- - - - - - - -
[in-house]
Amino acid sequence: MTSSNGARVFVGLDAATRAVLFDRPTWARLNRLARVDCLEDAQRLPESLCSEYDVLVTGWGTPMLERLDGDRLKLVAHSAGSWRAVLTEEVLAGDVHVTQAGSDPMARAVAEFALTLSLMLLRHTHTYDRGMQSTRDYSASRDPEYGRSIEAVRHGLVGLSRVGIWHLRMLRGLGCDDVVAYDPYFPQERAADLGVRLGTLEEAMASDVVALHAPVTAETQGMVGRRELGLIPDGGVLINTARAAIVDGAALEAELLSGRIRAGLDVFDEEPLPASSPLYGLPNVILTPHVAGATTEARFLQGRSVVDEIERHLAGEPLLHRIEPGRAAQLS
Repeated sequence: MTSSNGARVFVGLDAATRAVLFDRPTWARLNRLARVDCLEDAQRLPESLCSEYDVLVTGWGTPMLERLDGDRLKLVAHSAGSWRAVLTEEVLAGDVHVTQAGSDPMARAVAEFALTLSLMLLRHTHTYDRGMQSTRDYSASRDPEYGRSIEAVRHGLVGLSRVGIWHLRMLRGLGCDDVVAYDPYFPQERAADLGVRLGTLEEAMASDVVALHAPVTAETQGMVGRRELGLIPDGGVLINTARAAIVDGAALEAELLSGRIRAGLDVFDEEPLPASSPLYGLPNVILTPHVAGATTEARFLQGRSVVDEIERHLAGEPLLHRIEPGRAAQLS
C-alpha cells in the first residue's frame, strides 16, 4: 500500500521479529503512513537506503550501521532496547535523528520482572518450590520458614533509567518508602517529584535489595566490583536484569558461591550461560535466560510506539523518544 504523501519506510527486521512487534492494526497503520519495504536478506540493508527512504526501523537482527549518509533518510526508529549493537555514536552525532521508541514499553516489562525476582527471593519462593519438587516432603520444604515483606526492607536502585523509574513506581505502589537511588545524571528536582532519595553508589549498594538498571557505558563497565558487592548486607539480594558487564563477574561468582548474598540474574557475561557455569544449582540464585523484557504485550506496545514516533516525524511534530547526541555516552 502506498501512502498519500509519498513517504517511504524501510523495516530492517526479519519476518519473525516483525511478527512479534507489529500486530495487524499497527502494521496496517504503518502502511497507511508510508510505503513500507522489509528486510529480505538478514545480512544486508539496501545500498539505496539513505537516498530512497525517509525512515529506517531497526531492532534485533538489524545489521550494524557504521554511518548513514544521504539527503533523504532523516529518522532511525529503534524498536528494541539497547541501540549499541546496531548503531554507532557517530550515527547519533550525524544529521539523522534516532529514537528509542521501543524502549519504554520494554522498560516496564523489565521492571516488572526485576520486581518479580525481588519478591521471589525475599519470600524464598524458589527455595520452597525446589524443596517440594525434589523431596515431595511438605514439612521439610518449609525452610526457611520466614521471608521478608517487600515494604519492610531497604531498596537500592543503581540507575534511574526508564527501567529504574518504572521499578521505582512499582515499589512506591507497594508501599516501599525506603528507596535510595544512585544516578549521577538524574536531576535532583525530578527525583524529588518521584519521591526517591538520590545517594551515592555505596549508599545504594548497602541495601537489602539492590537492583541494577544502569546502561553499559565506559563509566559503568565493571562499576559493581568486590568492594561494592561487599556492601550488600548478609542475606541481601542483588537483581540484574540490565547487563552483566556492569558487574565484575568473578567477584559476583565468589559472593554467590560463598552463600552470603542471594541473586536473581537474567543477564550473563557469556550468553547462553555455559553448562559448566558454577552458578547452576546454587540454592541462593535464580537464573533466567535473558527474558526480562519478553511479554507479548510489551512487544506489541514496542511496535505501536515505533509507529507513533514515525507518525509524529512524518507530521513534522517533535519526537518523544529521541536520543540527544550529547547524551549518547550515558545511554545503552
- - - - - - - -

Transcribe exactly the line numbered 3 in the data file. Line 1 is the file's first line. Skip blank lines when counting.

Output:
Repeated sequence: MTSSNGARVFVGLDAATRAVLFDRPTWARLNRLARVDCLEDAQRLPESLCSEYDVLVTGWGTPMLERLDGDRLKLVAHSAGSWRAVLTEEVLAGDVHVTQAGSDPMARAVAEFALTLSLMLLRHTHTYDRGMQSTRDYSASRDPEYGRSIEAVRHGLVGLSRVGIWHLRMLRGLGCDDVVAYDPYFPQERAADLGVRLGTLEEAMASDVVALHAPVTAETQGMVGRRELGLIPDGGVLINTARAAIVDGAALEAELLSGRIRAGLDVFDEEPLPASSPLYGLPNVILTPHVAGATTEARFLQGRSVVDEIERHLAGEPLLHRIEPGRAAQLS